MCPS to excuse students for civic engagement

Emily Chen

The Montgomery County Board of Education has granted preliminary approval to a proposal that excuses students for “civic engagement activities.” These activities include campaigning for politicians or attending events sponsored by legitimate organizations. However, these do not include student-led walkouts, which have increased in the past few years. The Board of Education will be voting on the proposal at their next meeting.

The proposal states that students can be excused for political activity up to three times if they have approval from a guardian, the principal, and the organization sponsoring the event.

Chair of the Board’s Policy Management Committee Patricia O’Neill clarified that the policy would not excuse students for “spontaneous” protests, such as the walkouts following the deadly Parkland shooting or the 2016 election. While students are permitted to organize walkouts given they communicate with the appropriate staff, leaving school campus would still be considered an unexcused absence.

However, protests with an organization unaffiliated with the school are included within the scope of the policy. “While…walking out from the school building is not covered in [civic engagement activities] because that’s a liability on the school, if you decide to attend a protest in DC, that is included,” Student Member of the Board and RM senior Ananya Tadikonda said.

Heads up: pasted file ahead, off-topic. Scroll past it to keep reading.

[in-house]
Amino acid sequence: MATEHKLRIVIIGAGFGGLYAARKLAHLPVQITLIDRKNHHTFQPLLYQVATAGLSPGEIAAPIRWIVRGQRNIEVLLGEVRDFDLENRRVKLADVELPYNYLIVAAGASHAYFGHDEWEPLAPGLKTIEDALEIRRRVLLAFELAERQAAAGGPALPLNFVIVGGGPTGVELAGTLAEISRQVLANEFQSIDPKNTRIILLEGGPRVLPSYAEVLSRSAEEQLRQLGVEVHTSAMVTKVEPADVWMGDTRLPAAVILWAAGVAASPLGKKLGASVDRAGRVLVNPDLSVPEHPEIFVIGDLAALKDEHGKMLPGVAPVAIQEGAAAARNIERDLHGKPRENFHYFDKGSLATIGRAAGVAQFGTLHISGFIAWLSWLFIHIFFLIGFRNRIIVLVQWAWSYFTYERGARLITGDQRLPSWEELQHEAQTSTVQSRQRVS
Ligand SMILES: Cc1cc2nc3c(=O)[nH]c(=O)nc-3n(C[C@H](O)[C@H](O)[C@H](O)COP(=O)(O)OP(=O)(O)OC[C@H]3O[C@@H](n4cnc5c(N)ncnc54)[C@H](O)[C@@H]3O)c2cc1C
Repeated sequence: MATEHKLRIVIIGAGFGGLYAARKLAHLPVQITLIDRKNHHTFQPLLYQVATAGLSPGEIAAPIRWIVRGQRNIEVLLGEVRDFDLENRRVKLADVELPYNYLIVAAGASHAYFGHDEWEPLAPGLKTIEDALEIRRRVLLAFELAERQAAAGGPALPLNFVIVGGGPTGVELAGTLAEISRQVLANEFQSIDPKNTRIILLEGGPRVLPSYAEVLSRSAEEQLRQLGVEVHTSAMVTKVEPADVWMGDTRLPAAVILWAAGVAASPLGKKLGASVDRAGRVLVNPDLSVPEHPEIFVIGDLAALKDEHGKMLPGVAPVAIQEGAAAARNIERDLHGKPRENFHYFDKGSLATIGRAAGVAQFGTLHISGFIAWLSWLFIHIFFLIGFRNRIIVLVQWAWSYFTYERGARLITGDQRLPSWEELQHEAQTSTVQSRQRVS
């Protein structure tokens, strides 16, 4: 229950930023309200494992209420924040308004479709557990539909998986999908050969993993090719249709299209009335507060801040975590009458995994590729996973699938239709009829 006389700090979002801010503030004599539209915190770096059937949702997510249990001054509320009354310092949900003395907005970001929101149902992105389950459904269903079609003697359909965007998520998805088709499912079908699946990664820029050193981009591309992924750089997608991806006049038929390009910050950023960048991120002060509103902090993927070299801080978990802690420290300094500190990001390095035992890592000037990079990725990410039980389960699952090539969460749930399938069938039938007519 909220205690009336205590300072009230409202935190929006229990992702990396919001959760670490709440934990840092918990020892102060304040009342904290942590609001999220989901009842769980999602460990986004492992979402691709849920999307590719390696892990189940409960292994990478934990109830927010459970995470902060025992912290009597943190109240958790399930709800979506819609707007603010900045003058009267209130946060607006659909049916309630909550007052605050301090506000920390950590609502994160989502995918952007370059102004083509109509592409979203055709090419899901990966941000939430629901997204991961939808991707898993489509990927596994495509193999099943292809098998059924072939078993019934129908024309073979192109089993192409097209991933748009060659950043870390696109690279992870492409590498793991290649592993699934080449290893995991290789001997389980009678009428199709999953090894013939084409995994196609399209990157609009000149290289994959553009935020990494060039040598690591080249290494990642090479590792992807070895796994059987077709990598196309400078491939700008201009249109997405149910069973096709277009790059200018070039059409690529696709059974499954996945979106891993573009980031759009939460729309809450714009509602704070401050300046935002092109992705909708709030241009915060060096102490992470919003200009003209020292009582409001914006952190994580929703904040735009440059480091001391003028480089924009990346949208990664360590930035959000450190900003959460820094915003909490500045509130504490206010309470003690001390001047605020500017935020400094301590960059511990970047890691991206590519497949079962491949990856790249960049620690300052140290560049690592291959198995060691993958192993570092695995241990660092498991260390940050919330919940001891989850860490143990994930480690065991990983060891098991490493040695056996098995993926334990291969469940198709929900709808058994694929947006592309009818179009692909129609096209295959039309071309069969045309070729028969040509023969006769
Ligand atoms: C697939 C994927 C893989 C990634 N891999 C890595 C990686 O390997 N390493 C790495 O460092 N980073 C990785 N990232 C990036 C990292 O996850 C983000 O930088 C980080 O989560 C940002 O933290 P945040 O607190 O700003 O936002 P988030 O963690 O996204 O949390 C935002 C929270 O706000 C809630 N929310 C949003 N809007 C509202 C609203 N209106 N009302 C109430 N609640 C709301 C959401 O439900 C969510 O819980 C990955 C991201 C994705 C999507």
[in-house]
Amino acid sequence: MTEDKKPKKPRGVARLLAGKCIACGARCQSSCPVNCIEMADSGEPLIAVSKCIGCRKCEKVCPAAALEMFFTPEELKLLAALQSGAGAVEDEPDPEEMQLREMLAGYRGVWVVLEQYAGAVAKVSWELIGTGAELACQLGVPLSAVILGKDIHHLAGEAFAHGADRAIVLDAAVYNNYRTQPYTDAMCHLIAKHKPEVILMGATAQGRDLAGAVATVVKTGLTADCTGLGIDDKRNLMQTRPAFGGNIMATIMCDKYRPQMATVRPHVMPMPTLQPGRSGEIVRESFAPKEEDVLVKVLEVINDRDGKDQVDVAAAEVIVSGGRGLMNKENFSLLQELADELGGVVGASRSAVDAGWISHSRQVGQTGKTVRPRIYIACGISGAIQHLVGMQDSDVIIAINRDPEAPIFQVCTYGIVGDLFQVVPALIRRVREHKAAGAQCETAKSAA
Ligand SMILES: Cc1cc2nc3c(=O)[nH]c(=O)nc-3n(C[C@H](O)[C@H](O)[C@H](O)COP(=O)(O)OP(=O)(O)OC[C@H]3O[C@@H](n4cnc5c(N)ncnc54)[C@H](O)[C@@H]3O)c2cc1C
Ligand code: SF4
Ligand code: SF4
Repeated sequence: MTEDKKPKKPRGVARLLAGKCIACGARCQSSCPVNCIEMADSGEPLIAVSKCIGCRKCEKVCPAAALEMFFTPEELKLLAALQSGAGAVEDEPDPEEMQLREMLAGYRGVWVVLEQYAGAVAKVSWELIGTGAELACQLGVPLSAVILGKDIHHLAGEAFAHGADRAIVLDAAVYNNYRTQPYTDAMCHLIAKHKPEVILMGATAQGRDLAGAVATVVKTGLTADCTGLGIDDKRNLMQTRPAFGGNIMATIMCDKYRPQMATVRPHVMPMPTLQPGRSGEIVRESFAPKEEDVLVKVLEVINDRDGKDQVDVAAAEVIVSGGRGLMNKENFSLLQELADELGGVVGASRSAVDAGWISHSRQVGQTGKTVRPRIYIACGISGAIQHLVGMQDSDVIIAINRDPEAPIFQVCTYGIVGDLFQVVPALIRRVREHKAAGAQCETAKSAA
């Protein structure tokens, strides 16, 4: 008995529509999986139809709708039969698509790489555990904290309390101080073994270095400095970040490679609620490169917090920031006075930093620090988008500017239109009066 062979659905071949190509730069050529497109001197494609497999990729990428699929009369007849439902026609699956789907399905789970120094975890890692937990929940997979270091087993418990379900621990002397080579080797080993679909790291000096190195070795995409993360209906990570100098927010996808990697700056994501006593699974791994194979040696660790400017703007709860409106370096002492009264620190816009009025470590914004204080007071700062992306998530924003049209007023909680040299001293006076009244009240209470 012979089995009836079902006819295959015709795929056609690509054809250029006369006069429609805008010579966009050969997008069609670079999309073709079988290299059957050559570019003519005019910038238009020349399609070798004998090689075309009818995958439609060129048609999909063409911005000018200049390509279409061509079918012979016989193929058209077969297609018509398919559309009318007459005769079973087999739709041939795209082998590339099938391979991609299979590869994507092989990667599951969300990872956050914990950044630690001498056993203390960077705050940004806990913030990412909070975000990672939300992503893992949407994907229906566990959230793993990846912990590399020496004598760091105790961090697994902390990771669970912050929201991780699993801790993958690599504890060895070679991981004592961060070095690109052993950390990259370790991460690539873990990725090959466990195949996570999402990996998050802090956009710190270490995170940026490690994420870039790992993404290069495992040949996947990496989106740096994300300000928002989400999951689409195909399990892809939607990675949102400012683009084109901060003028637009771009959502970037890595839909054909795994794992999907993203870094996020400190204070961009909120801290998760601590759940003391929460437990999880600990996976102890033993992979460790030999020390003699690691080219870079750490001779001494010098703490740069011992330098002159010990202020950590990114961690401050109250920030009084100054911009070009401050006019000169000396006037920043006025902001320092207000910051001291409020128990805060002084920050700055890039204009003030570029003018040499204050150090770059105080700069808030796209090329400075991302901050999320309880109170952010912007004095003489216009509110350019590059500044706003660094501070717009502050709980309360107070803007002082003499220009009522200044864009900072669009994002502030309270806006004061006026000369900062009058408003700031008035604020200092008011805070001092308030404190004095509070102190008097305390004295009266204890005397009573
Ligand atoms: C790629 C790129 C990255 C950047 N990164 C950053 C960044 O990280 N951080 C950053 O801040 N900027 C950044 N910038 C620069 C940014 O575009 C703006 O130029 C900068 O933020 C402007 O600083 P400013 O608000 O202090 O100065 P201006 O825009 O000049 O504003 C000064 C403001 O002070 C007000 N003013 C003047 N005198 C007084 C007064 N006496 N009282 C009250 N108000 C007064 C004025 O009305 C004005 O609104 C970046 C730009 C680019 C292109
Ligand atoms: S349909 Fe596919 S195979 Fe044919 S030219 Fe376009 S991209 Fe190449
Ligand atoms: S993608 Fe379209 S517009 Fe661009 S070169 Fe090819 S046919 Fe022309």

This policy change comes as a result of the Board’s heightened interest in supporting high school students in political activities. “I think it’s a great proposal because I think it’s very important to teach students about the importance of civil engagement and encourage it instead of condemning it,” Tadikonda said.

However, the Board must weigh the students’ rights to expression with their safety, and has continued to discourage student-organized walkouts. According to MCPS’ official statement, “Leaving school property can disrupt instruction for other students and pose a significant safety risk.”

Some students believe this policy will positively impact student activism but disagree with the proposal’s exclusion of walkouts. “I think it’s a good step forward. Students should be given the opportunity to participate in civic engagement activities because we are otherwise not given much voice,” junior Clara Bonzi said. “But at the same time, walkouts or spontaneous events should be considered legitimate.”

“I don’t think the policy would stop kids from doing walkouts, which is why I think it’s important that the policy includes walkouts,” Bonzi said. “Attendance does not dissuade me from participating in events where I feel like my voice will be heard.”

Other students believe this policy may help encourage students to take measures of political activism besides walkouts. “There are better ways to protest, I think, than just ignoring what you’re supposed to do,” freshman David Louis said.

Another area of contention is the Board’s requirement of a sponsoring organization’s approval. “Sometimes, the organizations are really big and kids on a low level aren’t going to be able to get approval from them. So, I think it shouldn’t require an organization, but I think it’s fair to ask your principal,” freshman Hazel Hoppe said.

For now, the Board has just completed its 30-day wait period for public input and will be voting on the proposal at their next meeting.